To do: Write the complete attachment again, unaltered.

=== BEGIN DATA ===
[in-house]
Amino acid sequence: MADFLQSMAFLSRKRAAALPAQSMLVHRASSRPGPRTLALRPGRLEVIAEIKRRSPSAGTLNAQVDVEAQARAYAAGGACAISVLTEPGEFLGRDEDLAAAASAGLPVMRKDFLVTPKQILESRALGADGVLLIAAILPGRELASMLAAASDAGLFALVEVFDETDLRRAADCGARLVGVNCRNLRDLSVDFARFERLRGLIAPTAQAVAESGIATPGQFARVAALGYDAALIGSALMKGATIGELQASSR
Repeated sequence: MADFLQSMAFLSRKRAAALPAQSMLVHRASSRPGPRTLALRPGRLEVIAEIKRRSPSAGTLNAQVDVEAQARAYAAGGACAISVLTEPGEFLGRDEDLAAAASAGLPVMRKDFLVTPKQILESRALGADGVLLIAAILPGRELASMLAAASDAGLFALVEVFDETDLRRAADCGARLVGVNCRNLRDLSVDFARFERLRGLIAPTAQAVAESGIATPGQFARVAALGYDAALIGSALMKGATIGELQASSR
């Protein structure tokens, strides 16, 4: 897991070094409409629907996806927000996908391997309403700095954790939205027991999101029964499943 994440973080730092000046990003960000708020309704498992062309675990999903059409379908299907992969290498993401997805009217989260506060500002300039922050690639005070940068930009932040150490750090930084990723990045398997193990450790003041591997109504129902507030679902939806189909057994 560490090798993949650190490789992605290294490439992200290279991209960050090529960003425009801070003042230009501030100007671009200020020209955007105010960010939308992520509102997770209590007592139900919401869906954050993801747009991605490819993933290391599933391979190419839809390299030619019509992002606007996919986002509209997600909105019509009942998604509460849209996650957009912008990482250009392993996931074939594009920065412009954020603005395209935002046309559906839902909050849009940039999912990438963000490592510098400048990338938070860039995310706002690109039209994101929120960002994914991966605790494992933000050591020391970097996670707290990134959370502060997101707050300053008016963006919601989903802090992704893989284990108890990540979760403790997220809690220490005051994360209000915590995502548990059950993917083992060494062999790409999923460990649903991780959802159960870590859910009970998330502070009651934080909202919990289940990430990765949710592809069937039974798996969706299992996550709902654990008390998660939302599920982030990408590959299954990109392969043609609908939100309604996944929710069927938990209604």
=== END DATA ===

[in-house]
Amino acid sequence: MADFLQSMAFLSRKRAAALPAQSMLVHRASSRPGPRTLALRPGRLEVIAEIKRRSPSAGTLNAQVDVEAQARAYAAGGACAISVLTEPGEFLGRDEDLAAAASAGLPVMRKDFLVTPKQILESRALGADGVLLIAAILPGRELASMLAAASDAGLFALVEVFDETDLRRAADCGARLVGVNCRNLRDLSVDFARFERLRGLIAPTAQAVAESGIATPGQFARVAALGYDAALIGSALMKGATIGELQASSR
Repeated sequence: MADFLQSMAFLSRKRAAALPAQSMLVHRASSRPGPRTLALRPGRLEVIAEIKRRSPSAGTLNAQVDVEAQARAYAAGGACAISVLTEPGEFLGRDEDLAAAASAGLPVMRKDFLVTPKQILESRALGADGVLLIAAILPGRELASMLAAASDAGLFALVEVFDETDLRRAADCGARLVGVNCRNLRDLSVDFARFERLRGLIAPTAQAVAESGIATPGQFARVAALGYDAALIGSALMKGATIGELQASSR
């Protein structure tokens, strides 16, 4: 897991070094409409629907996806927000996908391997309403700095954790939205027991999101029964499943 994440973080730092000046990003960000708020309704498992062309675990999903059409379908299907992969290498993401997805009217989260506060500002300039922050690639005070940068930009932040150490750090930084990723990045398997193990450790003041591997109504129902507030679902939806189909057994 560490090798993949650190490789992605290294490439992200290279991209960050090529960003425009801070003042230009501030100007671009200020020209955007105010960010939308992520509102997770209590007592139900919401869906954050993801747009991605490819993933290391599933391979190419839809390299030619019509992002606007996919986002509209997600909105019509009942998604509460849209996650957009912008990482250009392993996931074939594009920065412009954020603005395209935002046309559906839902909050849009940039999912990438963000490592510098400048990338938070860039995310706002690109039209994101929120960002994914991966605790494992933000050591020391970097996670707290990134959370502060997101707050300053008016963006919601989903802090992704893989284990108890990540979760403790997220809690220490005051994360209000915590995502548990059950993917083992060494062999790409999923460990649903991780959802159960870590859910009970998330502070009651934080909202919990289940990430990765949710592809069937039974798996969706299992996550709902654990008390998660939302599920982030990408590959299954990109392969043609609908939100309604996944929710069927938990209604």